|Publication number||US7165018 B2|
|Application number||US 10/301,887|
|Publication date||Jan 16, 2007|
|Filing date||Nov 22, 2002|
|Priority date||Nov 22, 2002|
|Also published as||EP1429251A2, EP1429251A3, US8655637, US20040102948, US20070094537|
|Publication number||10301887, 301887, US 7165018 B2, US 7165018B2, US-B2-7165018, US7165018 B2, US7165018B2|
|Inventors||Jose L. Flores, Lewis Nardini, Maria B. H. Gill|
|Original Assignee||Texas Instruments Incorporated|
|Export Citation||BiBTeX, EndNote, RefMan|
|Patent Citations (1), Referenced by (6), Classifications (15), Legal Events (3)|
|External Links: USPTO, USPTO Assignment, Espacenet|
The technical field of this invention is emulation hardware particularly for highly integrated digital signal processing systems.
Advanced wafer lithography and surface-mount packaging technology are integrating increasingly complex functions at both the silicon and printed circuit board level of electronic design. Diminished physical access to circuits for test and emulation is an unfortunate consequence of denser designs and shrinking interconnect pitch. Designed-in testability is needed so the finished product is both controllable and observable during test and debug. Any manufacturing defect is preferably detectable during final test before a product is shipped. This basic necessity is difficult to achieve for complex designs without taking testability into account in the logic design phase so automatic test equipment can test the product.
In addition to testing for functionality and for manufacturing defects, application software development requires a similar level of simulation, observability and controllability in the system or sub-system design phase. The emulation phase of design should ensure that a system of one or more ICs (integrated circuits) functions correctly in the end equipment or application when linked with the system software. With the increasing use of ICs in the automotive industry, telecommunications, defense systems, and life support systems, thorough testing and extensive real-time debug becomes a critical need.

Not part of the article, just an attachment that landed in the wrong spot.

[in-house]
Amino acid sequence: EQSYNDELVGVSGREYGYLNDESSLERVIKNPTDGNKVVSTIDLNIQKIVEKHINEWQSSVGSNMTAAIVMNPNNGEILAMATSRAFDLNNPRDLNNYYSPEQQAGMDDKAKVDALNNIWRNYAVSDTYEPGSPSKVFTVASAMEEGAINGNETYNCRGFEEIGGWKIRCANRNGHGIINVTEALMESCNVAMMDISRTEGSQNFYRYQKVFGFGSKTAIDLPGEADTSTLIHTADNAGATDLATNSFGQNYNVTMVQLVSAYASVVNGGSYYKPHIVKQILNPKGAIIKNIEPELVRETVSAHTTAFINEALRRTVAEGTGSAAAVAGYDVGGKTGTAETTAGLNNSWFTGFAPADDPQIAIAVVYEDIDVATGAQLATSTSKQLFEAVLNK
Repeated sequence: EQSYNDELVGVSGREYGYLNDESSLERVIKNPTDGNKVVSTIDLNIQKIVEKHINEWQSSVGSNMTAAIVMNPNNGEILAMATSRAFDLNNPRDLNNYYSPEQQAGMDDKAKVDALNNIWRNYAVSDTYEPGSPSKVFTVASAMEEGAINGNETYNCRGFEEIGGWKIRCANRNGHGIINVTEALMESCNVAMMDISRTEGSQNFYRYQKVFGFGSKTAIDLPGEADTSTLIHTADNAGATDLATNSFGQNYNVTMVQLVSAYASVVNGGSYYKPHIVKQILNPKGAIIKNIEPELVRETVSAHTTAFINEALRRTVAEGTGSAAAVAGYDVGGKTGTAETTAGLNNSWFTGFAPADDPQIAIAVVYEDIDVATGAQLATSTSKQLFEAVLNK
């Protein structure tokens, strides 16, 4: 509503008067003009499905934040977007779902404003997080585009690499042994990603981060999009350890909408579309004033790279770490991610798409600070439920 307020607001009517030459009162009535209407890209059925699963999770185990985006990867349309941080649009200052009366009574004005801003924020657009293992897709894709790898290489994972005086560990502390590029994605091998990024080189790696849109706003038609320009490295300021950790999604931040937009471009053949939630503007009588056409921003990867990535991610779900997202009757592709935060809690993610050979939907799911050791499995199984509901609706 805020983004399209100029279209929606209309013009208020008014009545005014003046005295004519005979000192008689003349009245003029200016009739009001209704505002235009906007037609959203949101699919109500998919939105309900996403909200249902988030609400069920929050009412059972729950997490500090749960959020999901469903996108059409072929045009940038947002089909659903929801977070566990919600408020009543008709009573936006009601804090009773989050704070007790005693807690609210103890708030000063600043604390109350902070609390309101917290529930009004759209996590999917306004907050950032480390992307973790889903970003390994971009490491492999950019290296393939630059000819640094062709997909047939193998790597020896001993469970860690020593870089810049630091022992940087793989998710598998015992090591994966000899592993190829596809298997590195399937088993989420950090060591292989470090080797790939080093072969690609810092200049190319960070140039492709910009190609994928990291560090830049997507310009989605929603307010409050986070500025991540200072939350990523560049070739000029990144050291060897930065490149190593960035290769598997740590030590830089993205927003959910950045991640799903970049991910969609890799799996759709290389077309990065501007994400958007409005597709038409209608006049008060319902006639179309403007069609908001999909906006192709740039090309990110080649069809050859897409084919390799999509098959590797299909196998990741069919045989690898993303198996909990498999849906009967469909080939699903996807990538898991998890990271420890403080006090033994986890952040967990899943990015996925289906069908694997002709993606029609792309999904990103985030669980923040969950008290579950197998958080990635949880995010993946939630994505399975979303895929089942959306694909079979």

Functional testing, where the designer generates test vectors to ensure conformance to specification, still remains a widely used test methodology. For very large systems this method proves inadequate in providing a high level of detectable fault coverage. Automatically generated test patterns are desirable for full testability, and controllability and observability. These are key goals that span the full hierarchy of test from the system level to the transistor level.
Another problem in large designs is the long time and substantial expense involved in design for test. It would be desirable to have testability circuitry, system and methods that are consistent with a concept of design-for-reusability. In this way, subsequent devices and systems can have a low marginal design cost for testability, simulation and emulation by reusing the testability, simulation and emulation circuitry, systems and methods that are implemented in an initial device. Without a proactive testability, simulation and emulation plan, a large amount of subsequent design time would be expended on test pattern creation and upgrading.
Even if a significant investment were made to design a module to be reusable and to fully create and grade its test patterns, subsequent use of a module may bury it in application specific logic. This would make its access difficult or impossible. Consequently, it is desirable to avoid this pitfall.